Effect of alcohol consumption on nonalcoholic fatty liver disease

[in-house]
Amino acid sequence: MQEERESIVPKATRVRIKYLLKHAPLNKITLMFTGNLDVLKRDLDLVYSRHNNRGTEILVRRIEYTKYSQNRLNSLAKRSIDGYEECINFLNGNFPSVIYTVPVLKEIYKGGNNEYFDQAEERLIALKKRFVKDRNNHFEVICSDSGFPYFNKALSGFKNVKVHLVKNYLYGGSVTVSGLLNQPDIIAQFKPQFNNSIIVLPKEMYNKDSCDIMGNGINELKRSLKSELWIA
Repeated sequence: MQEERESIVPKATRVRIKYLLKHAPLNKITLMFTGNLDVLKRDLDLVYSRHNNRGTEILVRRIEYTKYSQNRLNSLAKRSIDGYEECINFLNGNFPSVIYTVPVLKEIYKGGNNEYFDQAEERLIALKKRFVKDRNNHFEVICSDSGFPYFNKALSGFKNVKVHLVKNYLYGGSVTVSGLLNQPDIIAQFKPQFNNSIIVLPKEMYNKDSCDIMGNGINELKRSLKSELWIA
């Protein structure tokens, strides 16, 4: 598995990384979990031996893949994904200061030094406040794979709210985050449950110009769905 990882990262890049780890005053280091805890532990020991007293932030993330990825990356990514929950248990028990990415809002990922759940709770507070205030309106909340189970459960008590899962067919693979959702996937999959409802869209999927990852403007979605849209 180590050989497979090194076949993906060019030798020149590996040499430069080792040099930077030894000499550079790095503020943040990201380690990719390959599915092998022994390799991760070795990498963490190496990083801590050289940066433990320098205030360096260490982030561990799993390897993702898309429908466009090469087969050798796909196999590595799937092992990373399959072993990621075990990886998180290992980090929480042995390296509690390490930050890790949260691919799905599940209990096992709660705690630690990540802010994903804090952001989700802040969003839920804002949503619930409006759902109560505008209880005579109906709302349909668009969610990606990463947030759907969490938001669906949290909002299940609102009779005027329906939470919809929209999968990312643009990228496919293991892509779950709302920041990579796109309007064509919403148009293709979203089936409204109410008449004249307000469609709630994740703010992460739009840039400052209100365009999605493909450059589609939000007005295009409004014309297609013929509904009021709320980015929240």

The prevalence of nonalcoholic fatty liver disease (NAFLD) is estimated to be 26.3% among the US population. A subset of this population exhibits an aggressive histological phenotype, nonalcoholic steatohepatitis (NASH) with ≥ stage 2 fibrosis, which may progress to cirrhosis. The definition of NAFLD excludes excessive alcohol intake, which is well known to cause alcoholic liver disease and will not be discussed here. Most NAFLD clinical trials use ~14 drinks per week as the cutoff for excessive alcohol intake. Alcohol consumption below this threshold, which we define as moderate alcohol consumption, is common in the US. According to the 2012 Behavioral Risk Factor Surveillance System (BRFSS), 56% of the US adult population consume alcohol, but only 8.2% report drinking heavily and 18.3% report binge drinking. The American Association for the Study of Liver Diseases (AASLD) Practice Guidance of 2018 states that there are insufficient data to make a recommendation with regard to moderate alcohol consumption in patients with NAFLD, citing a lack of longitudinal studies that examine the impact of moderate alcohol consumption on disease progression and its extrahepatic harms versus benefits, specifically in individuals with established NAFLD. NAFLD prevalence studies have generally noted a negative correlation between modest alcohol consumption and NAFLD. However, prevalence studies have limited application to patients with established NAFLD who present to the clinic. There can also be many confounding factors, because modest alcohol consumption is also negatively associated with some NAFLD risk factors, and those risk factors may not be adequately adjusted for in analyses. The prevalence of NASH with significant fibrosis (≥ F2) is more important because this is the group that is believed to have progressive disease. Thus, cohort studies of disease progression are more important from the patient’s standpoint. Because these patients have already developed NAFLD or NASH, their interest lies in their odds of disease progression if they have moderate alcohol consumption compared to abstinence. It is also noteworthy that cardiovascular disease is the most important cause of death among patients with NAFLD. Moderate alcohol consumption has been associated with a reduction in overall mortality, but mostly in cardiovascular mortality. However, this protective effect has not been demonstrated specifically in patients with NAFLD.